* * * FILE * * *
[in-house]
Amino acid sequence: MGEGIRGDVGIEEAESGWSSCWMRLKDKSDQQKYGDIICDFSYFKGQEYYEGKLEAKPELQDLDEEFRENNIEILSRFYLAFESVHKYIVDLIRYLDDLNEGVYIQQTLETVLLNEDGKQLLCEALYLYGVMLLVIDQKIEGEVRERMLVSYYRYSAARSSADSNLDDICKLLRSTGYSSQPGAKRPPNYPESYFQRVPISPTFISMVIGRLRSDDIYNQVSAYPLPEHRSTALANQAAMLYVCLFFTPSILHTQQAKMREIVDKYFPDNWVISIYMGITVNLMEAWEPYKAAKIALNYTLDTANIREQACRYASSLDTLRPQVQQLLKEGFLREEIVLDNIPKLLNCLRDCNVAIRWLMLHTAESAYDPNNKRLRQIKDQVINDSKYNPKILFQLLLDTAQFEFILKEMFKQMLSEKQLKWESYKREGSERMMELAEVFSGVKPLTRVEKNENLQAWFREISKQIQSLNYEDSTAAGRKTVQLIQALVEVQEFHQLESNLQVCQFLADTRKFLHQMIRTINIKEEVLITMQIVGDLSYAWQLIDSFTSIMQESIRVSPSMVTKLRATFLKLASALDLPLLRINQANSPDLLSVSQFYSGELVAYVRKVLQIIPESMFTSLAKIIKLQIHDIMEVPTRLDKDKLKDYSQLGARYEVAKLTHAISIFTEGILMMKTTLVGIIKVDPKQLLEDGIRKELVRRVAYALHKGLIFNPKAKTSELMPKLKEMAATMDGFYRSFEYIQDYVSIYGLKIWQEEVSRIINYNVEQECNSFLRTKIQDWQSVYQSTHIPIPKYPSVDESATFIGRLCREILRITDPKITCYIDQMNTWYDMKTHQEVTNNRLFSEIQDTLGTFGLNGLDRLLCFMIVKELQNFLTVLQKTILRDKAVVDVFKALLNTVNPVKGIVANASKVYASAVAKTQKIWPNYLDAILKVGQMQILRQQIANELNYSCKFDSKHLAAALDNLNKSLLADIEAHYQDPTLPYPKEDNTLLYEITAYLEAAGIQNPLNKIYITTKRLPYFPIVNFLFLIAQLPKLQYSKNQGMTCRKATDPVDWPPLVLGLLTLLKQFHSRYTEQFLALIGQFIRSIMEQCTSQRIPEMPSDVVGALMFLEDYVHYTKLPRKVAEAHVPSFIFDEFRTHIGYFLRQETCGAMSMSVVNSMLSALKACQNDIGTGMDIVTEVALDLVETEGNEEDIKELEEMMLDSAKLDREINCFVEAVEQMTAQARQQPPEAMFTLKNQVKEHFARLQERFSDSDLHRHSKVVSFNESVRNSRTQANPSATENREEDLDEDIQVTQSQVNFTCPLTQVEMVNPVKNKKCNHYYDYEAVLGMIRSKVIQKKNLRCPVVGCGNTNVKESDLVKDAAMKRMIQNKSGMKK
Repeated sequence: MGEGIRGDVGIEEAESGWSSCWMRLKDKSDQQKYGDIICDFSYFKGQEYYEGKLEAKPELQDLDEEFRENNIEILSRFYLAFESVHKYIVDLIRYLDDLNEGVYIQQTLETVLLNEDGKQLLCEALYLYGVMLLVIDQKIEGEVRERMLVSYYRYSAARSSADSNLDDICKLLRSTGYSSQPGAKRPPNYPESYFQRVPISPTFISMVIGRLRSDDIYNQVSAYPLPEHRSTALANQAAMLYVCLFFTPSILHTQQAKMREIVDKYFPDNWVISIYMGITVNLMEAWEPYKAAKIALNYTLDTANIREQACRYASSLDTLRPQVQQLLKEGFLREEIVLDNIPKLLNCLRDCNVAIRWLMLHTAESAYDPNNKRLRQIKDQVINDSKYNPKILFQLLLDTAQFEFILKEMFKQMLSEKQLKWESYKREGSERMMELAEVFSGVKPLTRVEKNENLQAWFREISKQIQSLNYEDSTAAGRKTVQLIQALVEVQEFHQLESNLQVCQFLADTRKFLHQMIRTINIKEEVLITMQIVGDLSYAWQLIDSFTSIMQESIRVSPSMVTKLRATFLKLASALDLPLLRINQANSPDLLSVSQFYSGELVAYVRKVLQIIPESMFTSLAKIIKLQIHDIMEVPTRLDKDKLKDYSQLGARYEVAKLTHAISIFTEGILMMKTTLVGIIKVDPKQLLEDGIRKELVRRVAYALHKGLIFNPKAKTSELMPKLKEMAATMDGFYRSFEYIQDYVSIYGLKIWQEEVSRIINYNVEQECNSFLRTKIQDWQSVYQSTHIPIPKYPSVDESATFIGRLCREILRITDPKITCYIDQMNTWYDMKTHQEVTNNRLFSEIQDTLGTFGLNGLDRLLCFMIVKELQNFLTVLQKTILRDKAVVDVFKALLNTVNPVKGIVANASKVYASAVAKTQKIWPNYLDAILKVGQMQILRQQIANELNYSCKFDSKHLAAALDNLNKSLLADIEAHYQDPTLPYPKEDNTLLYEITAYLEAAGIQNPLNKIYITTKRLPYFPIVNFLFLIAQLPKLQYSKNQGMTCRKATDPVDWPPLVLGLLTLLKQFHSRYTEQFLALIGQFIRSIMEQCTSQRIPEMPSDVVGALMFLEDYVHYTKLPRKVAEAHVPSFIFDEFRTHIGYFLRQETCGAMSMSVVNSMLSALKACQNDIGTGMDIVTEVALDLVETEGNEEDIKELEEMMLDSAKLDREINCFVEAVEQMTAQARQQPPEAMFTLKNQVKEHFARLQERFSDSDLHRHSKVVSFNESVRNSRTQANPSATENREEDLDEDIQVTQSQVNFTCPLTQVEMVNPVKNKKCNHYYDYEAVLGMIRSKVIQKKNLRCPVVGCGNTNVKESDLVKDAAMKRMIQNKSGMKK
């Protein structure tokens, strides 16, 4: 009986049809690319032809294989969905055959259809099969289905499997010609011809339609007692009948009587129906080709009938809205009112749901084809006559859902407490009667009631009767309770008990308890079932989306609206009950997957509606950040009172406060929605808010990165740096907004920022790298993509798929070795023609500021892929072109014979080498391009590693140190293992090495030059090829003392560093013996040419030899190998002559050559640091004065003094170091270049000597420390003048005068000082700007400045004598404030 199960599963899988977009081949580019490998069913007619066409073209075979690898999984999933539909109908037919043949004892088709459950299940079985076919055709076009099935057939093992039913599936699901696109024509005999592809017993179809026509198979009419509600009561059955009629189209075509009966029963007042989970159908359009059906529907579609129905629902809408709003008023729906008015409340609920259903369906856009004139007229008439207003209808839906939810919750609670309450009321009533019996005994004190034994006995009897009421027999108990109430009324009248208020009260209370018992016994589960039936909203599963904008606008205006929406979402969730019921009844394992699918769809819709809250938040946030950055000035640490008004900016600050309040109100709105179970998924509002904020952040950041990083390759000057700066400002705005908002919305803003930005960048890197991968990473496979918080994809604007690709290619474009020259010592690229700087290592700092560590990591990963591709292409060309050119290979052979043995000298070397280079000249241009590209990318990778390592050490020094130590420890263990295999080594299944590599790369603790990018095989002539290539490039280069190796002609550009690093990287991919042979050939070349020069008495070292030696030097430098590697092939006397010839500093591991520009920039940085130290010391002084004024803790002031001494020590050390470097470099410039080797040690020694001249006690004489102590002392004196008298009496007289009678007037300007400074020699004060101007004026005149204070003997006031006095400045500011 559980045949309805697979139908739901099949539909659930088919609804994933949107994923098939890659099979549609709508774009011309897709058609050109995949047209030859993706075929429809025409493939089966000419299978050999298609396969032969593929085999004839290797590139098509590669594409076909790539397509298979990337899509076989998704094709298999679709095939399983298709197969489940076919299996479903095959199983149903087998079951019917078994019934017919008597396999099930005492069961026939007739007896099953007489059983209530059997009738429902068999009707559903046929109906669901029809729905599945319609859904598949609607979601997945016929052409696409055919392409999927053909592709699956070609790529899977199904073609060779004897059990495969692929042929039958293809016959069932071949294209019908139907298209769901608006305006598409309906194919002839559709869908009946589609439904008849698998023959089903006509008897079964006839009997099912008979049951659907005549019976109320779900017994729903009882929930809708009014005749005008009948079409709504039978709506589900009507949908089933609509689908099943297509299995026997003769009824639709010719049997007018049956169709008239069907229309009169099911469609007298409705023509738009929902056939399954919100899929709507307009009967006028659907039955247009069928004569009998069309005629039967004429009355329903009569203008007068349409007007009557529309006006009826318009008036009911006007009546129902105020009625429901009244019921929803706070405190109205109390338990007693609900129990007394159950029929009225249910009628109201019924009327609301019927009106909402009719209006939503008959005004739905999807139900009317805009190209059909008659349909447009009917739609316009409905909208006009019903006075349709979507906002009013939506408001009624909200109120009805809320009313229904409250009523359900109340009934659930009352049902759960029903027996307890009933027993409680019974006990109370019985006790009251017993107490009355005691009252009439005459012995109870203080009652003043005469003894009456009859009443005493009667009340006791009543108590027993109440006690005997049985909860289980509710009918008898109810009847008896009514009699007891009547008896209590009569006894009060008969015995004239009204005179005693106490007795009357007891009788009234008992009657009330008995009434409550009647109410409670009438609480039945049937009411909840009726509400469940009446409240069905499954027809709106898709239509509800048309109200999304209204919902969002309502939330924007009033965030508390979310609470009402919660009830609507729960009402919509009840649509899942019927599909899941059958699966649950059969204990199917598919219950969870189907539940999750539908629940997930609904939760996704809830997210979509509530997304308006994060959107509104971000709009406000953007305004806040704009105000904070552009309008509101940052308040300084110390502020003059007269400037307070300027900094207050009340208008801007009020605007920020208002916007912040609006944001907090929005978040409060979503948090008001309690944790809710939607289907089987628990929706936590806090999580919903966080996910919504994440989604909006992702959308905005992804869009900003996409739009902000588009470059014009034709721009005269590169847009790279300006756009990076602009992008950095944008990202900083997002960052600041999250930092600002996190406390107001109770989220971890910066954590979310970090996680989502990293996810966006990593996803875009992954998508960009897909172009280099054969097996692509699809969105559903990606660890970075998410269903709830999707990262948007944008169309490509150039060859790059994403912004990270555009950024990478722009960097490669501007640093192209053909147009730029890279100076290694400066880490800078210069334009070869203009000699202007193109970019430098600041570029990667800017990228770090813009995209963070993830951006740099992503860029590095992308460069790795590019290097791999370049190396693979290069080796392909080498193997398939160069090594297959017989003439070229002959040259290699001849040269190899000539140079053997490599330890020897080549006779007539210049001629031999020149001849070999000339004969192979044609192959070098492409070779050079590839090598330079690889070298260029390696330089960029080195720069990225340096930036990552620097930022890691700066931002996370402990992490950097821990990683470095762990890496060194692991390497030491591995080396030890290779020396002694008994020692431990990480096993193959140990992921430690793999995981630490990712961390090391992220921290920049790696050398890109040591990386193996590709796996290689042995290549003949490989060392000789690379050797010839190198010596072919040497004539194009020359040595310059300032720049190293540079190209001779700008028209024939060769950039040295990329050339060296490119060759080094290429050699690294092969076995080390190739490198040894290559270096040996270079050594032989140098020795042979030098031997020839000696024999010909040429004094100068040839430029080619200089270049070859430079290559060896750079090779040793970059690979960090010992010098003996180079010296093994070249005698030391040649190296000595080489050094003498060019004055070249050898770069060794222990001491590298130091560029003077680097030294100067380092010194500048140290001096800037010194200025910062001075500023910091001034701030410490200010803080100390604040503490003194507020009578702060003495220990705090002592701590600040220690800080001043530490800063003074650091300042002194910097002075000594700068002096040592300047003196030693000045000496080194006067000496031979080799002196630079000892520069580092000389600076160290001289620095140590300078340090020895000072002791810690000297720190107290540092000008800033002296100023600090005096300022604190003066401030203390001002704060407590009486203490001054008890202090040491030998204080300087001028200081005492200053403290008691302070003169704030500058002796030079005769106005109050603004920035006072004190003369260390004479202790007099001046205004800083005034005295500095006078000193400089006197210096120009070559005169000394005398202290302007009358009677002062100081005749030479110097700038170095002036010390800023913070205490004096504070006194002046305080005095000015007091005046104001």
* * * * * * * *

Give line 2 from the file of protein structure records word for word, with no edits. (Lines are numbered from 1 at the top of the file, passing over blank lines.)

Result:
Amino acid sequence: MGEGIRGDVGIEEAESGWSSCWMRLKDKSDQQKYGDIICDFSYFKGQEYYEGKLEAKPELQDLDEEFRENNIEILSRFYLAFESVHKYIVDLIRYLDDLNEGVYIQQTLETVLLNEDGKQLLCEALYLYGVMLLVIDQKIEGEVRERMLVSYYRYSAARSSADSNLDDICKLLRSTGYSSQPGAKRPPNYPESYFQRVPISPTFISMVIGRLRSDDIYNQVSAYPLPEHRSTALANQAAMLYVCLFFTPSILHTQQAKMREIVDKYFPDNWVISIYMGITVNLMEAWEPYKAAKIALNYTLDTANIREQACRYASSLDTLRPQVQQLLKEGFLREEIVLDNIPKLLNCLRDCNVAIRWLMLHTAESAYDPNNKRLRQIKDQVINDSKYNPKILFQLLLDTAQFEFILKEMFKQMLSEKQLKWESYKREGSERMMELAEVFSGVKPLTRVEKNENLQAWFREISKQIQSLNYEDSTAAGRKTVQLIQALVEVQEFHQLESNLQVCQFLADTRKFLHQMIRTINIKEEVLITMQIVGDLSYAWQLIDSFTSIMQESIRVSPSMVTKLRATFLKLASALDLPLLRINQANSPDLLSVSQFYSGELVAYVRKVLQIIPESMFTSLAKIIKLQIHDIMEVPTRLDKDKLKDYSQLGARYEVAKLTHAISIFTEGILMMKTTLVGIIKVDPKQLLEDGIRKELVRRVAYALHKGLIFNPKAKTSELMPKLKEMAATMDGFYRSFEYIQDYVSIYGLKIWQEEVSRIINYNVEQECNSFLRTKIQDWQSVYQSTHIPIPKYPSVDESATFIGRLCREILRITDPKITCYIDQMNTWYDMKTHQEVTNNRLFSEIQDTLGTFGLNGLDRLLCFMIVKELQNFLTVLQKTILRDKAVVDVFKALLNTVNPVKGIVANASKVYASAVAKTQKIWPNYLDAILKVGQMQILRQQIANELNYSCKFDSKHLAAALDNLNKSLLADIEAHYQDPTLPYPKEDNTLLYEITAYLEAAGIQNPLNKIYITTKRLPYFPIVNFLFLIAQLPKLQYSKNQGMTCRKATDPVDWPPLVLGLLTLLKQFHSRYTEQFLALIGQFIRSIMEQCTSQRIPEMPSDVVGALMFLEDYVHYTKLPRKVAEAHVPSFIFDEFRTHIGYFLRQETCGAMSMSVVNSMLSALKACQNDIGTGMDIVTEVALDLVETEGNEEDIKELEEMMLDSAKLDREINCFVEAVEQMTAQARQQPPEAMFTLKNQVKEHFARLQERFSDSDLHRHSKVVSFNESVRNSRTQANPSATENREEDLDEDIQVTQSQVNFTCPLTQVEMVNPVKNKKCNHYYDYEAVLGMIRSKVIQKKNLRCPVVGCGNTNVKESDLVKDAAMKRMIQNKSGMKK